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The Samsung Galaxy Chromebook is beautiful, fast, and expensive

At $999, it’s expensive for a Chromebook, anyway

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The Samsung Galaxy Chromebook is one of the nicest pieces of laptop hardware I’ve touched in a very long time. Not since Google’s 2017 Pixelbook has there been a Chrome OS device this good-looking, powerful, or — here’s the rub — expensive. Available sometime in the first quarter of 2020, the Galaxy Chromebook will start at $999, and it could go much higher if you fully upgrade its RAM and storage.

The central conceit of this laptop is that there really is a demand for a high-end Chromebook, and while that may be truer in 2020 than it was in 2017, it’s not a sure thing. Chrome OS still has a nagging inability to do some of the things you’d want a device that costs more than a thousand dollars to do: run full desktop apps, easily edit photos and video, or play more premium games.

Despite those limitations, Google and Samsung are looking for ways to get Chromebooks to escape the classroom and start appearing in boardrooms. The Galaxy Chromebook could be part of a revitalized effort to do just that.

Running down the specs of the Galaxy Chromebook is like hitting a laundry list of the things you might want in a top-tier Windows ultrabook. It has a 13.3-inch 4K AMOLED display and an Intel 10th Gen Core-i5 Processor. There’s a fingerprint sensor for unlocking, two USB-C ports, and expandable storage via microSD. The screen rotates 360 degrees, and there’s an included S Pen stylus that can be stored in a silo on the device. It’s built out of aluminum instead of plastic, has a large trackpad, and is less than 10mm thick.

Also, and I know this is kind of a cheap trick, the laptop comes in an incredibly bold red color that looks electric orange in certain lighting. (Samsung calls it “fiesta red.”) There’s also a plain old gray color if you like plain old things.

Build quality is top-notch. The laptop looks very much like a Pixelbook, in fact, with two very thin and blocky aluminum wedges attached with a slightly curved hinge. There’s no fan, and the sound shoots out of the side through tiny holes milled into the metal.

In fact, I joked to a Google executive by saying, “I guess I know why you haven’t updated the Pixelbook,” and I was surprised when I got a knowing smile in response. Google and Samsung have collaborated closely on previous Samsung Chromebooks, and it seems like that’s the case again here.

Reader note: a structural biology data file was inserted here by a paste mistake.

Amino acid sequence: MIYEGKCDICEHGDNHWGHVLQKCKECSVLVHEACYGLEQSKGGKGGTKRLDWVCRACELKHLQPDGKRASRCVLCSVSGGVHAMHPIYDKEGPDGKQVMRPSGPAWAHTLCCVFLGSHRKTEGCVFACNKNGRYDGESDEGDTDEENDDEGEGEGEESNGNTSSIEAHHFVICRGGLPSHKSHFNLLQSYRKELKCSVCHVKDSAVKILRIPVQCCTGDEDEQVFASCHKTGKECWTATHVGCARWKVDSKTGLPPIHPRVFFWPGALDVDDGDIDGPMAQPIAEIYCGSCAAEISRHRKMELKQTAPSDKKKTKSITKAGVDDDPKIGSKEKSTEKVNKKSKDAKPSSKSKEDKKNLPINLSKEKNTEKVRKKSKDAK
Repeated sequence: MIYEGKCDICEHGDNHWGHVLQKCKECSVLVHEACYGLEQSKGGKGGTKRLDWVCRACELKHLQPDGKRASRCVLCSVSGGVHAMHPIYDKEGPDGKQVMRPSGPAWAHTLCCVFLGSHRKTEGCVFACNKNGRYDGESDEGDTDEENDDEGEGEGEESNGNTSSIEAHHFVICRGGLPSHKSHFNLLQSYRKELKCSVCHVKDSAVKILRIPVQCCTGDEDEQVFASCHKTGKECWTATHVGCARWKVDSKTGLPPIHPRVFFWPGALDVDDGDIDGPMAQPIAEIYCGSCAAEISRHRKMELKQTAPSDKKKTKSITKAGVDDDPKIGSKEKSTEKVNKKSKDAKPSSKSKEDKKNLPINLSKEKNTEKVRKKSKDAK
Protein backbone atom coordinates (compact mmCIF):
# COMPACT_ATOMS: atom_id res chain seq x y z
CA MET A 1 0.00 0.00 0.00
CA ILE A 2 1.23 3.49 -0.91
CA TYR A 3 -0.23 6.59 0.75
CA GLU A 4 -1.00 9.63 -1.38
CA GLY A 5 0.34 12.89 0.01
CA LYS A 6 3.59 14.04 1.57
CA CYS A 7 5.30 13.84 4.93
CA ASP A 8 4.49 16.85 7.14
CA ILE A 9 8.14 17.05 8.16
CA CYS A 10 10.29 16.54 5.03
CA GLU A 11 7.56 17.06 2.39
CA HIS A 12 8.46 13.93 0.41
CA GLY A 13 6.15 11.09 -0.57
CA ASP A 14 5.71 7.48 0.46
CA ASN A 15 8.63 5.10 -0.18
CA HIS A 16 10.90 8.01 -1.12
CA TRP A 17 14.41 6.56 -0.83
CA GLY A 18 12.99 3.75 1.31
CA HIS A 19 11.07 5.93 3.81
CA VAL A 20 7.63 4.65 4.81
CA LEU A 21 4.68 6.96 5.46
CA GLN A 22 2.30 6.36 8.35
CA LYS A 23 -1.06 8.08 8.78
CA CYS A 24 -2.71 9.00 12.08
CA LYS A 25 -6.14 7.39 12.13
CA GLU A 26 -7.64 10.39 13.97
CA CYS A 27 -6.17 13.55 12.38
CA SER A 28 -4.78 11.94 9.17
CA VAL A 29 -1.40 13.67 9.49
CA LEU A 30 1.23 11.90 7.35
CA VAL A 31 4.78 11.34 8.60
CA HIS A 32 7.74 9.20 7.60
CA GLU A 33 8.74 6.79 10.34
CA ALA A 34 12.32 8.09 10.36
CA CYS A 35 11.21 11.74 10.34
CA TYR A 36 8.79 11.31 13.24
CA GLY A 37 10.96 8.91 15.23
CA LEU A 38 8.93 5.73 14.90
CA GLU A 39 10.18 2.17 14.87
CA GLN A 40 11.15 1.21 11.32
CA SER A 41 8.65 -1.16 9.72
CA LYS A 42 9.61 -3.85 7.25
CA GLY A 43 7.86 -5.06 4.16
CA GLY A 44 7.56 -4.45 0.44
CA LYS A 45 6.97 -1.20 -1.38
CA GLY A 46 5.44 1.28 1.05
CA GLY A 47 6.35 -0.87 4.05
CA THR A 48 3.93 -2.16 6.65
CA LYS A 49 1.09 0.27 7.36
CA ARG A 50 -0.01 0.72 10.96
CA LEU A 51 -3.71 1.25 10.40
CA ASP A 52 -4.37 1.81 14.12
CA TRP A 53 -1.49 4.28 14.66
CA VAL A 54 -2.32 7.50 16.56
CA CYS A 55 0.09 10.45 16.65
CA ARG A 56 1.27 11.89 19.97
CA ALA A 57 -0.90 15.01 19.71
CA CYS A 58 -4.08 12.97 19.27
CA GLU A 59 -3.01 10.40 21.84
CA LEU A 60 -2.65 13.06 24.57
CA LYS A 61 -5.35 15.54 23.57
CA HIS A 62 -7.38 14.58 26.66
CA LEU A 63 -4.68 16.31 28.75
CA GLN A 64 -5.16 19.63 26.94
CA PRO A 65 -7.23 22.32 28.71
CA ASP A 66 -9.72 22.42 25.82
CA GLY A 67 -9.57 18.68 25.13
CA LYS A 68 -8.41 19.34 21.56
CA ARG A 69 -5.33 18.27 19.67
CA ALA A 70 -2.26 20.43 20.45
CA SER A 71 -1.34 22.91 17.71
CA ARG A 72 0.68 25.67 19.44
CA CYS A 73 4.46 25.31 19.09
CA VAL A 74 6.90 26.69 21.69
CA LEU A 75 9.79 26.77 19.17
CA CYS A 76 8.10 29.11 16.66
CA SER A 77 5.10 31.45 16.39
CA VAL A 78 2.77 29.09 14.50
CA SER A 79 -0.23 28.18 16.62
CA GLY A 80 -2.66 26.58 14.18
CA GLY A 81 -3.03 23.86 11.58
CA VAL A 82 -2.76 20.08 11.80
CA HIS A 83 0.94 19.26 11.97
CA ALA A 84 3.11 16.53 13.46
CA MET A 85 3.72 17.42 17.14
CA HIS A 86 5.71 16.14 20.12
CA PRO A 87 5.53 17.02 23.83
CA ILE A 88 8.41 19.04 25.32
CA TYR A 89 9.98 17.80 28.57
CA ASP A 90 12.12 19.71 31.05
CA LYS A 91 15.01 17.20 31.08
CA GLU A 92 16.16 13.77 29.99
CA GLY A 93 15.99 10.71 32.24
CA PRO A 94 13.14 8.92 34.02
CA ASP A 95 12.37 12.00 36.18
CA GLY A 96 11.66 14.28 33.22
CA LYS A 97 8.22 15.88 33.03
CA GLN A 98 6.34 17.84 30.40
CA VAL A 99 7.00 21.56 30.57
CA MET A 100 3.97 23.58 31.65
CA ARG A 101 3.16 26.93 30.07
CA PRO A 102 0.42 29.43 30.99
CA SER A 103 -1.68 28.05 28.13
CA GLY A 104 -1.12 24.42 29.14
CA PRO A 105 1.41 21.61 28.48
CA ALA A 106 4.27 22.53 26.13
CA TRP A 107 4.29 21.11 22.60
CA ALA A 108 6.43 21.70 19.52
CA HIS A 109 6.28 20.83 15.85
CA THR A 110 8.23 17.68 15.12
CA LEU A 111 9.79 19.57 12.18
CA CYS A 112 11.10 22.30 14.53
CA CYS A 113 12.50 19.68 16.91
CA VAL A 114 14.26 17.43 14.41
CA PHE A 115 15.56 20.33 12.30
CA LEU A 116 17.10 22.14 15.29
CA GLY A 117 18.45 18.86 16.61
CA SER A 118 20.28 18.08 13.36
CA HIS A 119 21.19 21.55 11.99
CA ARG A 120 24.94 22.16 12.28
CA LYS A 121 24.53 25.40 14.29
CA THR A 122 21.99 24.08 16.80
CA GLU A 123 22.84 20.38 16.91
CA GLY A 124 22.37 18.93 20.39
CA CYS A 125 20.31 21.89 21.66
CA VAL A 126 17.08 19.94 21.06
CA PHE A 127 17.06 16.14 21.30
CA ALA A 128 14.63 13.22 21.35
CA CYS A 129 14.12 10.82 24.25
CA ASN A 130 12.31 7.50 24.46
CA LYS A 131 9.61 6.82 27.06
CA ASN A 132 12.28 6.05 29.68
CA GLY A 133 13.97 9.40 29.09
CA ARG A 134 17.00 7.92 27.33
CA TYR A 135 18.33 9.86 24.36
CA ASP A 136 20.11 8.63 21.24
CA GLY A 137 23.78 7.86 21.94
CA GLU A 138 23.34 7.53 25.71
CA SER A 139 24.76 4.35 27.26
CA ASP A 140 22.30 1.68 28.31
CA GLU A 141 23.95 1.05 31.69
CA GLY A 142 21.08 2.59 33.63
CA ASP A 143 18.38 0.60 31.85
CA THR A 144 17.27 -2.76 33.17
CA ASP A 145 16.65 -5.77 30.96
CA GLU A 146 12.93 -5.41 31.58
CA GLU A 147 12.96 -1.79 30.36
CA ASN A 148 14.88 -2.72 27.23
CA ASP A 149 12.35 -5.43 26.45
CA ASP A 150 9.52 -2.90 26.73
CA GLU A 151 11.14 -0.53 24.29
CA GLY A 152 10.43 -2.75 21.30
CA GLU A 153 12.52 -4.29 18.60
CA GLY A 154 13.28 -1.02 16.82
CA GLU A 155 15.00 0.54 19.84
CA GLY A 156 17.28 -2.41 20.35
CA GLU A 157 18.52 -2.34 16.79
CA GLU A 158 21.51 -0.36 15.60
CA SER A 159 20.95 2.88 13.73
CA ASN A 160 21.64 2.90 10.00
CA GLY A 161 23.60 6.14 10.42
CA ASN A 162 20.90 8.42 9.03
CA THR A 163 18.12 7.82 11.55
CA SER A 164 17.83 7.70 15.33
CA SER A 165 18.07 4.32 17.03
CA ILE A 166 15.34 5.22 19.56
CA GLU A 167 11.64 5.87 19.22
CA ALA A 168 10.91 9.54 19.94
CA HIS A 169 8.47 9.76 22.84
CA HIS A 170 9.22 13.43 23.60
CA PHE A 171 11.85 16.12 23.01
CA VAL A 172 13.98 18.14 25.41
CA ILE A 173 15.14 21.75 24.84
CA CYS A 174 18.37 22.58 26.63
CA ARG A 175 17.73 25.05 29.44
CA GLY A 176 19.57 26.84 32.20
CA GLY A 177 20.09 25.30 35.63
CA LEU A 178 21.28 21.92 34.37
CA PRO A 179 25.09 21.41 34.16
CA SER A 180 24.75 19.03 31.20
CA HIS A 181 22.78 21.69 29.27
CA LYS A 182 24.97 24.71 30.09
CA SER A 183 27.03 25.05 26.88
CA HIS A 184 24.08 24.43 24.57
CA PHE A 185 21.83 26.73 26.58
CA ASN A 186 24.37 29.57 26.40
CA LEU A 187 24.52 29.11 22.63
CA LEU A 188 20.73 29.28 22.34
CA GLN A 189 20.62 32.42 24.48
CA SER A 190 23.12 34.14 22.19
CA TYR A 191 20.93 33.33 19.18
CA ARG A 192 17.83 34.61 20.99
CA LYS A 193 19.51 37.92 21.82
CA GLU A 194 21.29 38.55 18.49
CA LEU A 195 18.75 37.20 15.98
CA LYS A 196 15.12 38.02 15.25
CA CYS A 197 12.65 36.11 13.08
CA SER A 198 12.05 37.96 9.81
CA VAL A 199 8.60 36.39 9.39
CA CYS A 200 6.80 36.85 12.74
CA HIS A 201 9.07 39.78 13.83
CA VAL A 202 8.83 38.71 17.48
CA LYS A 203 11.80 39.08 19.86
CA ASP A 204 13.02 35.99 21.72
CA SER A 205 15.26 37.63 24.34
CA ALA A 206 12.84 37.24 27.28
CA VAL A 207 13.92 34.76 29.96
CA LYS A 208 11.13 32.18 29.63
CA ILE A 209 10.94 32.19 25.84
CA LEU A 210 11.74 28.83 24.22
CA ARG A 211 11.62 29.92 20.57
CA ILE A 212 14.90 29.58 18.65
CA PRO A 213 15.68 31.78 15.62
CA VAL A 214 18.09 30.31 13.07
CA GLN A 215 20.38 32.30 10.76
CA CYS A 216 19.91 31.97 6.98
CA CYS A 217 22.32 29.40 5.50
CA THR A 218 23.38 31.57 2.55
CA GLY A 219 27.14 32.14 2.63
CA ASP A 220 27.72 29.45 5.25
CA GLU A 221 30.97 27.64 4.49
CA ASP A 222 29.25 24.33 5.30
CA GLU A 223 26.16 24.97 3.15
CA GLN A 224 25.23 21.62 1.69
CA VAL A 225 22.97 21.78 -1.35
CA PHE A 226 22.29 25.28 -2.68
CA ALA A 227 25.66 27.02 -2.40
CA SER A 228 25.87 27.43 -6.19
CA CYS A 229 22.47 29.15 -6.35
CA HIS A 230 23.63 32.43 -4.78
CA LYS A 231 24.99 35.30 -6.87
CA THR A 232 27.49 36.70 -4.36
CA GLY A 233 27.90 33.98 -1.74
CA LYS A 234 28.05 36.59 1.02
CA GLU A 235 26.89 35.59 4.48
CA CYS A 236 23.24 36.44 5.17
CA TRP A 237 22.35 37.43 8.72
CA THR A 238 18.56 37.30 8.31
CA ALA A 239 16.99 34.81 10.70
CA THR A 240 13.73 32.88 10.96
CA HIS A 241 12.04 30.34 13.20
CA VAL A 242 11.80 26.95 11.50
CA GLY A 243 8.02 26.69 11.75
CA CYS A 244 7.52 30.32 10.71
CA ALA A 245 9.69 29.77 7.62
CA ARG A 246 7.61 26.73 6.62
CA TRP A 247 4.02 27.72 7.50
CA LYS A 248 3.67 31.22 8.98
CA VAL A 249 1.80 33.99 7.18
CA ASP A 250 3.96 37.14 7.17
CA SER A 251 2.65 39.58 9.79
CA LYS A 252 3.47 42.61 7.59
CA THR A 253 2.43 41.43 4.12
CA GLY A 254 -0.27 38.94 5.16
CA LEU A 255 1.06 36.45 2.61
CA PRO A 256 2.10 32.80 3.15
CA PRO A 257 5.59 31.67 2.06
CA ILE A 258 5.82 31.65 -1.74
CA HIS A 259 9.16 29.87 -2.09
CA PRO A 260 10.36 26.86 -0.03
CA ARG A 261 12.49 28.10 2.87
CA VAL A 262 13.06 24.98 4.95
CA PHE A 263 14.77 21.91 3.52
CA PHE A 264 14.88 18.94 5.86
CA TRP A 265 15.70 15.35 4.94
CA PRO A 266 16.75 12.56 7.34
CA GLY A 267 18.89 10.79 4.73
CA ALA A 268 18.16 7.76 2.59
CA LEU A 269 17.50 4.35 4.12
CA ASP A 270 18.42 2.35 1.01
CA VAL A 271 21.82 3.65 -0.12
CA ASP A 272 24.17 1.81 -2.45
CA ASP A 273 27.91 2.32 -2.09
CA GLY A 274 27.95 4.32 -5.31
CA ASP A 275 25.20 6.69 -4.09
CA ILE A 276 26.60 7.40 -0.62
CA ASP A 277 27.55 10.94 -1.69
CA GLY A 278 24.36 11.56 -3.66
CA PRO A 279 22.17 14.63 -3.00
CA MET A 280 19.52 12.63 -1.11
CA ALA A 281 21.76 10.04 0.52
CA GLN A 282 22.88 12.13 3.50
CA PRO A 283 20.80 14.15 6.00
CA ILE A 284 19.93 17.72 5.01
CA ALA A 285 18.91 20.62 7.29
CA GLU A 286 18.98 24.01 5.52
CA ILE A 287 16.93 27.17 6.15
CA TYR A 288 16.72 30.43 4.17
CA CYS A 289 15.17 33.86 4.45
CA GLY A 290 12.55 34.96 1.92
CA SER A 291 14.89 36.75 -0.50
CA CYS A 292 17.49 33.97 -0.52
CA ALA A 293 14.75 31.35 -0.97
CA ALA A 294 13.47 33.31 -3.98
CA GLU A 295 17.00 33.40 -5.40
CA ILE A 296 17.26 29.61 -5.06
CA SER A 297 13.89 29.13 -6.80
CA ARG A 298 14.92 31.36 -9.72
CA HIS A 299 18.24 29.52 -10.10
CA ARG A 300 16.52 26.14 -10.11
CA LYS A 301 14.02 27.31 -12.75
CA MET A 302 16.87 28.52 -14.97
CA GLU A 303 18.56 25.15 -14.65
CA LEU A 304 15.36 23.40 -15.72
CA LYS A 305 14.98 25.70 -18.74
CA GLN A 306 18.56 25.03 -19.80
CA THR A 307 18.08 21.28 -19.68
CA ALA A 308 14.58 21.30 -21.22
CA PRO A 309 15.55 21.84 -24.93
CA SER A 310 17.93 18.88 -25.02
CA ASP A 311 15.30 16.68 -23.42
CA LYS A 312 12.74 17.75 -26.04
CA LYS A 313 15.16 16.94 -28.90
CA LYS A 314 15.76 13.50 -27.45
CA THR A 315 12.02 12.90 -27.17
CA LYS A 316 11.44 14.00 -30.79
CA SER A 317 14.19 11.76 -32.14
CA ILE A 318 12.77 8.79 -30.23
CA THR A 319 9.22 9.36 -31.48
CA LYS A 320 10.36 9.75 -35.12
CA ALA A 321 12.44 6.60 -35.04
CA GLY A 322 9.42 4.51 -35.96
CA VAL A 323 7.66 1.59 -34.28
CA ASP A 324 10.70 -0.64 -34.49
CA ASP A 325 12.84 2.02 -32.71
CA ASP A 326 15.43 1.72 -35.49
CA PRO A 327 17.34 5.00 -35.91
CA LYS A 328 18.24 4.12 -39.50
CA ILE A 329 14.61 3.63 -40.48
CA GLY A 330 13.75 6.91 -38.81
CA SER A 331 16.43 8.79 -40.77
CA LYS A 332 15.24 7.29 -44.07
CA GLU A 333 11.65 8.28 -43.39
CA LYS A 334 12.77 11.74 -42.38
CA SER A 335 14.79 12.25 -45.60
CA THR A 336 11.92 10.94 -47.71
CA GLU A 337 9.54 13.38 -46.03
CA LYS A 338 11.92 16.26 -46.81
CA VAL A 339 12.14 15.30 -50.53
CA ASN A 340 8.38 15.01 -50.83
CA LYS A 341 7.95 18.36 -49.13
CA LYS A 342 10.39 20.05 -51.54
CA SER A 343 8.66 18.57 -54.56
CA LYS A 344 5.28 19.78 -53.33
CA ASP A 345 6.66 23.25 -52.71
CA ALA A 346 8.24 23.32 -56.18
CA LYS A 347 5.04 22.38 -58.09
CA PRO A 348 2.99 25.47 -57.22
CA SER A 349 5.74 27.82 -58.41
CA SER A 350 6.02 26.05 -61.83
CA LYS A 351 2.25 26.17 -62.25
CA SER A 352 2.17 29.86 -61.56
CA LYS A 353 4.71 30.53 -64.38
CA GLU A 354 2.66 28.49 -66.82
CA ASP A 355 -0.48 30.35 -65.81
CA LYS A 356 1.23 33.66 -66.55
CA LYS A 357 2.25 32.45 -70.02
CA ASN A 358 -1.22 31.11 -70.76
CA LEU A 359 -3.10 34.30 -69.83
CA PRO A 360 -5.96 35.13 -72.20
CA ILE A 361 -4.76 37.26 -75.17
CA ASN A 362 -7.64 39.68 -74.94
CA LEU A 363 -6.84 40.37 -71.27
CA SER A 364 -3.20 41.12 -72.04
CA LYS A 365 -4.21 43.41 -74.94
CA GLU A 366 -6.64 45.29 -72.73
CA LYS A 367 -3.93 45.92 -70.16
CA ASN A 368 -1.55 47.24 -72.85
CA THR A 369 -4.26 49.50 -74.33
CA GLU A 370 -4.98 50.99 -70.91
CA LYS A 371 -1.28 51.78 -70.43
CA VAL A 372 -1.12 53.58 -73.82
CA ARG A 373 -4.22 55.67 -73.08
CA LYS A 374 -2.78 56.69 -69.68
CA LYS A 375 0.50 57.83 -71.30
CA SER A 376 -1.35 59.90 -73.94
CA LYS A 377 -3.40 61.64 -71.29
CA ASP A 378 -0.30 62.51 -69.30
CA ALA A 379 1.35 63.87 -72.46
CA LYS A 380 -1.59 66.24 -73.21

The most important feature on the Galaxy Chromebook is the screen, a 13.3-inch AMOLED with 3840 x 2160 resolution. (That’s 16:9 if you don’t want to do the ratio math, which I still don’t love.) However, the bezels on the top and sides are incredibly thin, giving the laptop a fairly small footprint. There is an eensy webcam at the top of the screen, but I can’t speak to its quality.

The screen looks great, and Samsung tells me it’ll support HDR400. There’s a caveat, however: Chrome OS apparently doesn’t support all of the necessary DRM to get proper HDR content from many providers, so you might not see the HDR you’d expect when you stream or rent something.

Samsung also says that the screen can change its color temperature based on the lighting in the room with the same “Ambient EQ” technology Google uses on its Nest Hub smart display. That confirms they worked together on this Chromebook.

Because it’s so thin, there’s not a ton of room for key travel. Samsung tells me it’s about 1.2mm. It still felt better to type on that Apple’s infamous butterfly keyboard and was certainly quieter, both due to the fact that Samsung stuck with traditional scissor switches.

My biggest problem when typing is that, on the units Samsung had in the room, the screen had a really bad wobble when the laptop was on my lap. Hopefully final shipping units will tighten up the hinge to solve that.

There’s a fingerprint sensor for logging in, and there’s also an 8-megapixel camera on the keyboard deck. It’s there in case you want to put the device into tablet mode to take pictures. I’m not sure who actually uses this feature, but Samsung keeps putting cameras in that spot, so presumably, somebody does.

The base specs for $999 comes with 8GB of RAM and 128GB of storage, which is above average for Chromebooks but the minimum I’d accept at this price point. It supports up to 16GB of RAM and 1TB of storage, though there’s been no word on what those upgrades will cost you.

Samsung says the 49.2Wh battery should be good for about eight hours of use. Somewhat interestingly, this is also the first Chromebook to qualify for Intel’s Project Athena specifications.

As you can probably tell, I’m very impressed with this hardware. If Samsung can tuck in a few corners — like that wobbly screen — it will be able to stand toe-to-toe with pretty much any other ultra-thin laptop hardware I can think of.

Emphasis on “hardware” in that last paragraph. Chrome OS can do 90 percent of what 90 percent of people need to do 90 percent of the time. And this machine will likely be able to do it faster and better than anything else on the market. It’s the other 10 percents in that story that are the problem, and Google has been struggling to figure out how to address it.

Just releasing great hardware won’t solve those issues. But for some people, those issues won’t matter. The Pixelbook apparently sold well enough to convince both Google and Samsung that there’s a market for ultra-premium Chromebooks. I suspect the Galaxy Chromebook will end up being a niche device for a niche audience.

But it’s a very pretty niche.


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